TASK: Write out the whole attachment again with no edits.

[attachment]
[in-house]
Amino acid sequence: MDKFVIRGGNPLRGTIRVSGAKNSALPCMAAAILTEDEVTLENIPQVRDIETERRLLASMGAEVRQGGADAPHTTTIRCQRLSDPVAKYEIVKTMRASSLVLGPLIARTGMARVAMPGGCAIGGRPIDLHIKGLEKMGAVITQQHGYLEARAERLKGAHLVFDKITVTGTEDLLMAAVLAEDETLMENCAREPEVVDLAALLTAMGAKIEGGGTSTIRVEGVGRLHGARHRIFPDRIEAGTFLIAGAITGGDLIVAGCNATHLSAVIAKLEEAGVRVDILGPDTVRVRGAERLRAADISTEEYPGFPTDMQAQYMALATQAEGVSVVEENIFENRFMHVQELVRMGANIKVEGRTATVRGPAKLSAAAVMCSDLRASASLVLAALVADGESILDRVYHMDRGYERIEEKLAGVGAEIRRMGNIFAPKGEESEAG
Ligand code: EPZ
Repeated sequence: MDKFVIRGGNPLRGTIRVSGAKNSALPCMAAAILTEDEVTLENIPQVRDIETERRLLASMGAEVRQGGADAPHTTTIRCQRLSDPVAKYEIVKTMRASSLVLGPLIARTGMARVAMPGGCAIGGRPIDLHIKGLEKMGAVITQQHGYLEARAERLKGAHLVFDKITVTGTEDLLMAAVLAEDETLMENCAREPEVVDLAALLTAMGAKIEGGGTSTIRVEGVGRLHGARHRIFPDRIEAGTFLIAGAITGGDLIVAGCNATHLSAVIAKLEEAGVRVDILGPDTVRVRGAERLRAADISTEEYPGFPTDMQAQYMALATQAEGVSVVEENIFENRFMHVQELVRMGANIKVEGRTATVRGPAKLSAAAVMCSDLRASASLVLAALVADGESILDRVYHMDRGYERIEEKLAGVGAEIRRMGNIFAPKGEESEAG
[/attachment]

[in-house]
Amino acid sequence: MDKFVIRGGNPLRGTIRVSGAKNSALPCMAAAILTEDEVTLENIPQVRDIETERRLLASMGAEVRQGGADAPHTTTIRCQRLSDPVAKYEIVKTMRASSLVLGPLIARTGMARVAMPGGCAIGGRPIDLHIKGLEKMGAVITQQHGYLEARAERLKGAHLVFDKITVTGTEDLLMAAVLAEDETLMENCAREPEVVDLAALLTAMGAKIEGGGTSTIRVEGVGRLHGARHRIFPDRIEAGTFLIAGAITGGDLIVAGCNATHLSAVIAKLEEAGVRVDILGPDTVRVRGAERLRAADISTEEYPGFPTDMQAQYMALATQAEGVSVVEENIFENRFMHVQELVRMGANIKVEGRTATVRGPAKLSAAAVMCSDLRASASLVLAALVADGESILDRVYHMDRGYERIEEKLAGVGAEIRRMGNIFAPKGEESEAG
Ligand code: EPZ
Repeated sequence: MDKFVIRGGNPLRGTIRVSGAKNSALPCMAAAILTEDEVTLENIPQVRDIETERRLLASMGAEVRQGGADAPHTTTIRCQRLSDPVAKYEIVKTMRASSLVLGPLIARTGMARVAMPGGCAIGGRPIDLHIKGLEKMGAVITQQHGYLEARAERLKGAHLVFDKITVTGTEDLLMAAVLAEDETLMENCAREPEVVDLAALLTAMGAKIEGGGTSTIRVEGVGRLHGARHRIFPDRIEAGTFLIAGAITGGDLIVAGCNATHLSAVIAKLEEAGVRVDILGPDTVRVRGAERLRAADISTEEYPGFPTDMQAQYMALATQAEGVSVVEENIFENRFMHVQELVRMGANIKVEGRTATVRGPAKLSAAAVMCSDLRASASLVLAALVADGESILDRVYHMDRGYERIEEKLAGVGAEIRRMGNIFAPKGEESEAG